Watching the World Cup: UK Versus Australia Compared

WC-2014I’m so excited, the World Cup starts tonight! Now I know a lot of you are thinking it actually started last night, but this is Australia.

Game on!

Depending on your nation of residence, fill up your beer cupboard (UK) or fridge (AUS) with your brew of choice, put your favourite chair in pole position and politely inform the rest of the family that for the next four weeks, at intermittent periods, the TV is yours.

Then prepare for the opening ceremony.

Watching the World Cup in the UK

It’s the opening game, the hosts Brazil are playing Croatia. Kick-off time is 9 o’clock in the evening.

Brilliant!

The kids are in bed, it’s a perfect time to open the bar and pour yourself a pint before sitting down to watch the opening game in the world’s best sporting tournament.

Other games in the early rounds will kick-off at 5 PM, 8 PM and 11 PM with stage two games being played at 5 PM and 9 PM.

Couldn’t be better, could it?

wc brazil

Watching the World Cup in Australia

It’s the opening game, the hosts Brazil are playing Croatia. Kick-off time is 6 o’clock in the morning on the east coast; it’s an even more unforgiving 4 o’clock in the morning over in Perth.

Things can only get worse.

The only similarity we have with the UK is that for us, as well, the kids are in bed. Unfortunately, so is everybody else. Now I like beer whilst watching football, but not at 6 o’clock in the morning.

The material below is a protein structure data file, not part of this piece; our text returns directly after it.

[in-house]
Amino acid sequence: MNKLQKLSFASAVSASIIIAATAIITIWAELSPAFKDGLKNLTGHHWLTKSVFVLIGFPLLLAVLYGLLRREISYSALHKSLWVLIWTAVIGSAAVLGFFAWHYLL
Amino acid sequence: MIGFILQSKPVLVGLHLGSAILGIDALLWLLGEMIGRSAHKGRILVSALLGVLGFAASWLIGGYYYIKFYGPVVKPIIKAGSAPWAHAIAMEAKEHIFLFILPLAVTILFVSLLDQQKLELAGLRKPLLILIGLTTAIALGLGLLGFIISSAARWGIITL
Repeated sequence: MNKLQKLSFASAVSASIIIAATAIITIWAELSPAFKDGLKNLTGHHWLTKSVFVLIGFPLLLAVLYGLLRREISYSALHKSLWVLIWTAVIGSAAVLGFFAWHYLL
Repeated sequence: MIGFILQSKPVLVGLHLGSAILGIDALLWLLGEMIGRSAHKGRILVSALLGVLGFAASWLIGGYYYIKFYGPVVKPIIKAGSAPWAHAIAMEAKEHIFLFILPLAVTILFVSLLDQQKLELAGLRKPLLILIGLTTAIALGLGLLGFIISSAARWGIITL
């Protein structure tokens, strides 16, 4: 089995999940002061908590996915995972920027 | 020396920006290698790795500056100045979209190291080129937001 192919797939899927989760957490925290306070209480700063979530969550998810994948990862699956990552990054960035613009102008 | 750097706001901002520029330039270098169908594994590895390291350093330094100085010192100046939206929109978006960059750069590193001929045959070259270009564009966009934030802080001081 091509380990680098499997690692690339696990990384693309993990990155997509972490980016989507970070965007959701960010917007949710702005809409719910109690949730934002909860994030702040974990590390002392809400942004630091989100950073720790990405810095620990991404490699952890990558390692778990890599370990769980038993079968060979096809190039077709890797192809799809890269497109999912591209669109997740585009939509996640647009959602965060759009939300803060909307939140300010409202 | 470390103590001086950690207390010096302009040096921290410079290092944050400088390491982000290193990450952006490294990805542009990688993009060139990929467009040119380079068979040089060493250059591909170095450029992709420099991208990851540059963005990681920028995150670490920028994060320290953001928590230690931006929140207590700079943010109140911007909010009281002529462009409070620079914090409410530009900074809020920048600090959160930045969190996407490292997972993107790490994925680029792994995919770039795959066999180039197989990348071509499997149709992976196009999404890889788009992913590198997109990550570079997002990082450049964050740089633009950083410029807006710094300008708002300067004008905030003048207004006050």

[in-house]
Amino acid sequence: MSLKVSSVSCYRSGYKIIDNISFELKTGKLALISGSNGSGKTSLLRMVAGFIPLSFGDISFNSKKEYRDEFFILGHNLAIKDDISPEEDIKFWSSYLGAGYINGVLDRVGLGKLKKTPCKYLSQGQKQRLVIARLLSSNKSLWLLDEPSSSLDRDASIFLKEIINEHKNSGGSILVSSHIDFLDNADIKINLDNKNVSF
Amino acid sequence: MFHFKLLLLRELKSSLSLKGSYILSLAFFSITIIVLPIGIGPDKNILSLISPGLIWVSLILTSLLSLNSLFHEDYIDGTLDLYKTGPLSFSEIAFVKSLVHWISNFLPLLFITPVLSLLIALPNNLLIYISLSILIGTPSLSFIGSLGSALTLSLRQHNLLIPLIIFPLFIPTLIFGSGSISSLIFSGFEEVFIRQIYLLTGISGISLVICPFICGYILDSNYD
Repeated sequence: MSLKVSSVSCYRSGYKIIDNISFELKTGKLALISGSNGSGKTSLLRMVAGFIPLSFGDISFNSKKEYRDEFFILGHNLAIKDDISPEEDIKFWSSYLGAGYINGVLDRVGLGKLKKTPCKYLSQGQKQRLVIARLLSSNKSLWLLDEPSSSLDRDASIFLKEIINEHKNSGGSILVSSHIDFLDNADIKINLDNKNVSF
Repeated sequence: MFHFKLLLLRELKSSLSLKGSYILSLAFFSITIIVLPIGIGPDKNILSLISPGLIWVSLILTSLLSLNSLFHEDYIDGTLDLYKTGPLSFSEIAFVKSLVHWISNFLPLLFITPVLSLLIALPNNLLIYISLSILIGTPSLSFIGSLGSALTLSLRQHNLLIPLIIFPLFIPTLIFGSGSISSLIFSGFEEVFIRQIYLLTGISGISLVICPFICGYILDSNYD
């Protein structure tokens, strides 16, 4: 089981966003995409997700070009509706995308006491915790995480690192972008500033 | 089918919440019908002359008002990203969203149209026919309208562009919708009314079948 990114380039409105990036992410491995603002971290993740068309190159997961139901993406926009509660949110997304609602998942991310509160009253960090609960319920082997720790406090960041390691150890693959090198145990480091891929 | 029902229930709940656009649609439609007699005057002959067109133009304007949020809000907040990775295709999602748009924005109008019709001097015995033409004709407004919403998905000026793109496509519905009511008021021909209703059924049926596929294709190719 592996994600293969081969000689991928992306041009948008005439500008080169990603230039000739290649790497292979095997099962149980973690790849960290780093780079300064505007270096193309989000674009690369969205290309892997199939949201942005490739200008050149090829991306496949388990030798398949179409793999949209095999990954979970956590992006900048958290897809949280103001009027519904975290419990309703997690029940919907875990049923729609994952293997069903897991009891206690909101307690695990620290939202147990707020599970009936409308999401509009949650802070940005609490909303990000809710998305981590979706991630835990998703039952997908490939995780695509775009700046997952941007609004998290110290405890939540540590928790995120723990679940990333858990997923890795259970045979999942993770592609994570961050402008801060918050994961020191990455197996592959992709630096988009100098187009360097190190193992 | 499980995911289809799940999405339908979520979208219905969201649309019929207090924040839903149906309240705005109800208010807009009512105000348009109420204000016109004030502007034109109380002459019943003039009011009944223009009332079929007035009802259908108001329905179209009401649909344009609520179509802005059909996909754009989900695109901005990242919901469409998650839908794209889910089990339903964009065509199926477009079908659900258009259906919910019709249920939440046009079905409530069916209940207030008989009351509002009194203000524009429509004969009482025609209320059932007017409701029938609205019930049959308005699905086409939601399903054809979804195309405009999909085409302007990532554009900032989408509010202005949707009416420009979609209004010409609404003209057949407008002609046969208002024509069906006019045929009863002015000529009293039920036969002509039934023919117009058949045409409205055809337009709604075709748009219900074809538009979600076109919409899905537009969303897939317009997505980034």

Call me a traditionalist, but I always like to have a little bit breakfast before hitting the bottle. Other kick-off times for us in the east will be 2 o’clock in the morning and 5 o’clock in the morning with the bulk of the games being at 2 AM and at 6 AM in the second phase.

So the only way to seriously enjoy this World Cup is going to be to record the games to watch later. Yes, timeshifting.

The World Cup on TV

It’s very pleasing to see that every single game will be shown live here on Australian Freeview TV on SBS. I have my digital recording technology, a PVR, set to record the games during these ridiculously early hours, although there is also a nightly one-hour show on SBS with the day’s highlights.

Because sometimes, just sometimes, it can be a little tricky to watch almost 6 hours of football in one day.

On top of that, each and every one of the day’s games is repeated throughout the day in slightly edited 90 minute programs. Very handy.

I noticed that in the UK the BBC and ITV are sharing coverage, which means that both of our countries will be enjoying free World Cup football again this year. The longer we can keep the World Cup away from pay-TV, the better.

Avoiding the scores

Unlike the English Premier League, the World Cup will get a lot of news coverage here, after all, Australia are in it as well. Avoiding the scores throughout the day is going to be tough.